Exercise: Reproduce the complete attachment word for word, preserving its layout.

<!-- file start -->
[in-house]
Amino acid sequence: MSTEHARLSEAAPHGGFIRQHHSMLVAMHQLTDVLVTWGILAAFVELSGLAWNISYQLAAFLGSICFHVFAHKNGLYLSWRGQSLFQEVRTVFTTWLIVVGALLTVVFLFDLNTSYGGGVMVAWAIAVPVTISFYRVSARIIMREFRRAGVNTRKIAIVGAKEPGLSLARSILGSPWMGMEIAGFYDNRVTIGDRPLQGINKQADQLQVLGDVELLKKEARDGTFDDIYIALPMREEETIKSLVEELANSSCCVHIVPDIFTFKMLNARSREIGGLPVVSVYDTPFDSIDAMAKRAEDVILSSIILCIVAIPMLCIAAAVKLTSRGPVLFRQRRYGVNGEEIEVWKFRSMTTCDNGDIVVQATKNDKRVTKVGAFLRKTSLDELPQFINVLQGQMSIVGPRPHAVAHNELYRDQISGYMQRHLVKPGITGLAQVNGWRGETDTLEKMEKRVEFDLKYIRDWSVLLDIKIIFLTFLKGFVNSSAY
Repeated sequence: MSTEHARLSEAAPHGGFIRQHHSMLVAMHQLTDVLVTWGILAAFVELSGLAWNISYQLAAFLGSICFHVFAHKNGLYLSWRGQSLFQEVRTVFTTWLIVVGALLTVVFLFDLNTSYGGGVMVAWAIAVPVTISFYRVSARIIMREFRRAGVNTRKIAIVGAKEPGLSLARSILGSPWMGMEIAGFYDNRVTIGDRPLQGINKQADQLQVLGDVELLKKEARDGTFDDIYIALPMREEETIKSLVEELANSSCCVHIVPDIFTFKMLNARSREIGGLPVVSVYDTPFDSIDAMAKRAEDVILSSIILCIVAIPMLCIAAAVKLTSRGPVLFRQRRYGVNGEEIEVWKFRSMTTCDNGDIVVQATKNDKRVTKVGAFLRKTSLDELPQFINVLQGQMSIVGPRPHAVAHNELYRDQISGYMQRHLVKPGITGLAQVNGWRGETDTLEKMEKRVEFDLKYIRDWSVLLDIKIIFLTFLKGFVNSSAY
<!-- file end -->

[in-house]
Amino acid sequence: MSTEHARLSEAAPHGGFIRQHHSMLVAMHQLTDVLVTWGILAAFVELSGLAWNISYQLAAFLGSICFHVFAHKNGLYLSWRGQSLFQEVRTVFTTWLIVVGALLTVVFLFDLNTSYGGGVMVAWAIAVPVTISFYRVSARIIMREFRRAGVNTRKIAIVGAKEPGLSLARSILGSPWMGMEIAGFYDNRVTIGDRPLQGINKQADQLQVLGDVELLKKEARDGTFDDIYIALPMREEETIKSLVEELANSSCCVHIVPDIFTFKMLNARSREIGGLPVVSVYDTPFDSIDAMAKRAEDVILSSIILCIVAIPMLCIAAAVKLTSRGPVLFRQRRYGVNGEEIEVWKFRSMTTCDNGDIVVQATKNDKRVTKVGAFLRKTSLDELPQFINVLQGQMSIVGPRPHAVAHNELYRDQISGYMQRHLVKPGITGLAQVNGWRGETDTLEKMEKRVEFDLKYIRDWSVLLDIKIIFLTFLKGFVNSSAY
Repeated sequence: MSTEHARLSEAAPHGGFIRQHHSMLVAMHQLTDVLVTWGILAAFVELSGLAWNISYQLAAFLGSICFHVFAHKNGLYLSWRGQSLFQEVRTVFTTWLIVVGALLTVVFLFDLNTSYGGGVMVAWAIAVPVTISFYRVSARIIMREFRRAGVNTRKIAIVGAKEPGLSLARSILGSPWMGMEIAGFYDNRVTIGDRPLQGINKQADQLQVLGDVELLKKEARDGTFDDIYIALPMREEETIKSLVEELANSSCCVHIVPDIFTFKMLNARSREIGGLPVVSVYDTPFDSIDAMAKRAEDVILSSIILCIVAIPMLCIAAAVKLTSRGPVLFRQRRYGVNGEEIEVWKFRSMTTCDNGDIVVQATKNDKRVTKVGAFLRKTSLDELPQFINVLQGQMSIVGPRPHAVAHNELYRDQISGYMQRHLVKPGITGLAQVNGWRGETDTLEKMEKRVEFDLKYIRDWSVLLDIKIIFLTFLKGFVNSSAY